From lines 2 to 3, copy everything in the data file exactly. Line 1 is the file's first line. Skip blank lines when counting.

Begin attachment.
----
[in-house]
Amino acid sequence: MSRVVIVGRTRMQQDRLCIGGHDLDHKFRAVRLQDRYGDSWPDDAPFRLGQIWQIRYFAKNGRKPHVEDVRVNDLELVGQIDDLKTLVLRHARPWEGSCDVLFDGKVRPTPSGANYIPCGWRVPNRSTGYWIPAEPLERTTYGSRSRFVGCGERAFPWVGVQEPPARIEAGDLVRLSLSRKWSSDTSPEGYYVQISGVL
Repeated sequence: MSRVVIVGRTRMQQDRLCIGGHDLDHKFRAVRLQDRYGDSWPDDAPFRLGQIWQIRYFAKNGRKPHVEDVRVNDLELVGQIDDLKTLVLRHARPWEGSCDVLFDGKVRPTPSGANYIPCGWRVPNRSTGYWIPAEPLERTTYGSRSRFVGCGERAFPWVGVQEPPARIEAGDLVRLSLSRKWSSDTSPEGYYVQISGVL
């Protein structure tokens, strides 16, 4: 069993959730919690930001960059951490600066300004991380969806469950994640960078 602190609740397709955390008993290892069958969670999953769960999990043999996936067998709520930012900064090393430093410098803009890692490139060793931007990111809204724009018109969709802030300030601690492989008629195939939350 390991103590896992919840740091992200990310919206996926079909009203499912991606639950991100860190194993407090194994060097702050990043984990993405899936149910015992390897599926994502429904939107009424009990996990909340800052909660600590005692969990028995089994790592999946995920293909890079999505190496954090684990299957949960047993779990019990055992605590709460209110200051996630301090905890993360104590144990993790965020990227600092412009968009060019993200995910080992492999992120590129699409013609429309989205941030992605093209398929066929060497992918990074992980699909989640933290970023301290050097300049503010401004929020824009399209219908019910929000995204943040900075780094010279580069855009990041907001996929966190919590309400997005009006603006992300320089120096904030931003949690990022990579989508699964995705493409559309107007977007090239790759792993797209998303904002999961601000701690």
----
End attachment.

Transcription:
Amino acid sequence: MSRVVIVGRTRMQQDRLCIGGHDLDHKFRAVRLQDRYGDSWPDDAPFRLGQIWQIRYFAKNGRKPHVEDVRVNDLELVGQIDDLKTLVLRHARPWEGSCDVLFDGKVRPTPSGANYIPCGWRVPNRSTGYWIPAEPLERTTYGSRSRFVGCGERAFPWVGVQEPPARIEAGDLVRLSLSRKWSSDTSPEGYYVQISGVL
Repeated sequence: MSRVVIVGRTRMQQDRLCIGGHDLDHKFRAVRLQDRYGDSWPDDAPFRLGQIWQIRYFAKNGRKPHVEDVRVNDLELVGQIDDLKTLVLRHARPWEGSCDVLFDGKVRPTPSGANYIPCGWRVPNRSTGYWIPAEPLERTTYGSRSRFVGCGERAFPWVGVQEPPARIEAGDLVRLSLSRKWSSDTSPEGYYVQISGVL